A. International organizations
The International Maritime Organization (IMO) is an intergovernmental organization that since 1948, has developed and adopted regulations, guidelines, codes of practice, and other initiatives that:
- Set standards for safety and security of vessels and ship/port interface.
- Protect the environment from shipping activities.
- Establish global provision for search and rescue.
- Ensure that all seafarers are adequately trained and competent.
- Define liability and ensure compensation is available when accidents happen.
Applying IMO conventions is subject to ratification and implementation by as many countries as possible. This ratification depends on national technical capabilities and willingness to apply the conventions. The key conventions that have been ratified by countries representing over 95% of the world tonnage already shape the framework within which ports, shipping, and maritime supply chains operate. They include:
- The International Convention for the Safety of Life at Sea (SOLAS) 1974, as amended.
- The International Convention for the Prevention of Pollution from Ships(MARPOL), 1973, as modified by the Protocol of 1978, and by the Protocol of 1997.
- The International Convention on Standards of Training, Certification, and Watchkeeping for Seafarers (STCW) as amended, including the 1995 and 2010 Amendments.
The International Labour Organization (ILO) has been active in advancing international port labor standards. ILO is the only tripartite UN agency that brings together governments, employers, and workers of 187 member states to set labor standards, develop policies and devise programs promoting appropriate working conditions. Its port-related activities focus on safety and health, security, training, working conditions, gender issues, and the role of ports in the supply chain. Similar to IMO, the implementation of ILO decisions is subject to their ratification by the participating countries.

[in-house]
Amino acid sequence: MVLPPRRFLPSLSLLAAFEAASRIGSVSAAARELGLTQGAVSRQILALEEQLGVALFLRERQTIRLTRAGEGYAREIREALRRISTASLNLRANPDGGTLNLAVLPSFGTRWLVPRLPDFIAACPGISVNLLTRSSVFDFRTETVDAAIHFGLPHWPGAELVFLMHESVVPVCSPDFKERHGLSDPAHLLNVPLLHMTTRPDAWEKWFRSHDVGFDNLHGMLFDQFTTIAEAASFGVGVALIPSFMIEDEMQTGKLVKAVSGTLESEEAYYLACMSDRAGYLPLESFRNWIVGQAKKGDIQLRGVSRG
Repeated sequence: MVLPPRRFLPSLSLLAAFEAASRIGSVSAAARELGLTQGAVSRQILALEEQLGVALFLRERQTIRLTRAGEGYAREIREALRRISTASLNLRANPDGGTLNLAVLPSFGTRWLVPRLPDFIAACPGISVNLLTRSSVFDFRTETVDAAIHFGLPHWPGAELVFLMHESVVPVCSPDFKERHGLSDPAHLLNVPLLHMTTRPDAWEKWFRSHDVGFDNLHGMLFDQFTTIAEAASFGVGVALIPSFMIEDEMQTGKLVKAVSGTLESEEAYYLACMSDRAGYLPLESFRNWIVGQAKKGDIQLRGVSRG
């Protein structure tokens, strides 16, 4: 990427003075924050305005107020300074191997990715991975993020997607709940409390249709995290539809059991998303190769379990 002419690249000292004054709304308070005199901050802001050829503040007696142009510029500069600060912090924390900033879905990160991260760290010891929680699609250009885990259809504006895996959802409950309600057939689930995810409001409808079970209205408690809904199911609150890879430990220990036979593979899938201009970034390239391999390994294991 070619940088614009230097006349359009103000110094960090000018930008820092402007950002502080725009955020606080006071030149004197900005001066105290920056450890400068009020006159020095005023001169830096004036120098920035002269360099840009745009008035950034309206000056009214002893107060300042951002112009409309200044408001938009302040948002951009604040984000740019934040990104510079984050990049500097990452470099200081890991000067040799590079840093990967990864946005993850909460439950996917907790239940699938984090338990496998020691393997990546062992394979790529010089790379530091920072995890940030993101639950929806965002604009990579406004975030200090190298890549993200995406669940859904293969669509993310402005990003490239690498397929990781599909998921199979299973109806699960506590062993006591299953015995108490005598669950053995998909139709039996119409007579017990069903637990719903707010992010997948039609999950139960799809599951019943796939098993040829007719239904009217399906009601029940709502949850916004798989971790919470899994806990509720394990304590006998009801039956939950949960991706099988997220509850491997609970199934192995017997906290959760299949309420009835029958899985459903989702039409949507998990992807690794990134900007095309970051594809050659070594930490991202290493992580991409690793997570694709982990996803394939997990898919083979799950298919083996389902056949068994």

Two other international organizations are developing initiatives of relevance. The World Customs Organization (WCO) established in 1952 as the Customs Co-operation Council (CCC), is an independent body whose mission is to enhance the effectiveness and efficiency of customs procedures. Since 2004, WCO has developed in collaboration with the United Nations Office on Drugs and Crime (UNODC) a global Container Control Programme (CCP) to prevent the illicit flow of goods by pooling customs and other law enforcement bodies in coordinating and managing law enforcement responses at seaports in more than 20 countries worldwide.
International Organization for Standardization (ISO) is an independent, non-governmental international organization with a membership of 166 national standards bodies. It develops voluntary, consensus-based, market relevant international standards that support making a product, managing a process, delivering a service or supplying materials. These standards relate to
- Quality management standards to work more efficiently and reduce product failures.
- Environmental management standards to reduce environmental impacts, reduce waste, and be more sustainable.
- Health and safety standards to reduce accidents in the workplace.
- Energy management standards to cut energy consumption.
- IT security standards to keep sensitive information secure.